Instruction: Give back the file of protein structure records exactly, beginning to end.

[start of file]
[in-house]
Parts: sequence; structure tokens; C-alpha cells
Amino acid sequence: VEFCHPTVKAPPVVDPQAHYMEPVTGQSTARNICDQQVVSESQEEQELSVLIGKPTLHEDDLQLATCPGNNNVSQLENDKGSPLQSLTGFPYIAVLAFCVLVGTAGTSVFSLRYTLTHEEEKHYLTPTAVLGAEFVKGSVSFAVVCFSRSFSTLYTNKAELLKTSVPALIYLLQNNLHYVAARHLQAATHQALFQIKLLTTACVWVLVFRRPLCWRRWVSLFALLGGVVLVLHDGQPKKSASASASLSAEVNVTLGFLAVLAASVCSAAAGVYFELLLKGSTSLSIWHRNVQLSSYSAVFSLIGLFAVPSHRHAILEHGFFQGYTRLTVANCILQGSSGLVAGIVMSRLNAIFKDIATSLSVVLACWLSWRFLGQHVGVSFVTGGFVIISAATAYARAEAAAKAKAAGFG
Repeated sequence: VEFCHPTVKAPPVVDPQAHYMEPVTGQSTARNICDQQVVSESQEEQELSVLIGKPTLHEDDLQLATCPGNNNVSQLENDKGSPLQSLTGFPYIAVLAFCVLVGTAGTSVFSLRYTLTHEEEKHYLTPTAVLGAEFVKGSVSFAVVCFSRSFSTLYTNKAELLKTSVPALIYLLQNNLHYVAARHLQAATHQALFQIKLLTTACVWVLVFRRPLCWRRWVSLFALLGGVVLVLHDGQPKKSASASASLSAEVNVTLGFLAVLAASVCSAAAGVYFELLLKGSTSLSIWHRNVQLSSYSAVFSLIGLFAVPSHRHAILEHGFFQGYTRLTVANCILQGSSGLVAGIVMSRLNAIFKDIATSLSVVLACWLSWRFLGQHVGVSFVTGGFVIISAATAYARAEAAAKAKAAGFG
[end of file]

[in-house]
Parts: sequence; structure tokens; C-alpha cells
Amino acid sequence: VEFCHPTVKAPPVVDPQAHYMEPVTGQSTARNICDQQVVSESQEEQELSVLIGKPTLHEDDLQLATCPGNNNVSQLENDKGSPLQSLTGFPYIAVLAFCVLVGTAGTSVFSLRYTLTHEEEKHYLTPTAVLGAEFVKGSVSFAVVCFSRSFSTLYTNKAELLKTSVPALIYLLQNNLHYVAARHLQAATHQALFQIKLLTTACVWVLVFRRPLCWRRWVSLFALLGGVVLVLHDGQPKKSASASASLSAEVNVTLGFLAVLAASVCSAAAGVYFELLLKGSTSLSIWHRNVQLSSYSAVFSLIGLFAVPSHRHAILEHGFFQGYTRLTVANCILQGSSGLVAGIVMSRLNAIFKDIATSLSVVLACWLSWRFLGQHVGVSFVTGGFVIISAATAYARAEAAAKAKAAGFG
Repeated sequence: VEFCHPTVKAPPVVDPQAHYMEPVTGQSTARNICDQQVVSESQEEQELSVLIGKPTLHEDDLQLATCPGNNNVSQLENDKGSPLQSLTGFPYIAVLAFCVLVGTAGTSVFSLRYTLTHEEEKHYLTPTAVLGAEFVKGSVSFAVVCFSRSFSTLYTNKAELLKTSVPALIYLLQNNLHYVAARHLQAATHQALFQIKLLTTACVWVLVFRRPLCWRRWVSLFALLGGVVLVLHDGQPKKSASASASLSAEVNVTLGFLAVLAASVCSAAAGVYFELLLKGSTSLSIWHRNVQLSSYSAVFSLIGLFAVPSHRHAILEHGFFQGYTRLTVANCILQGSSGLVAGIVMSRLNAIFKDIATSLSVVLACWLSWRFLGQHVGVSFVTGGFVIISAATAYARAEAAAKAKAAGFG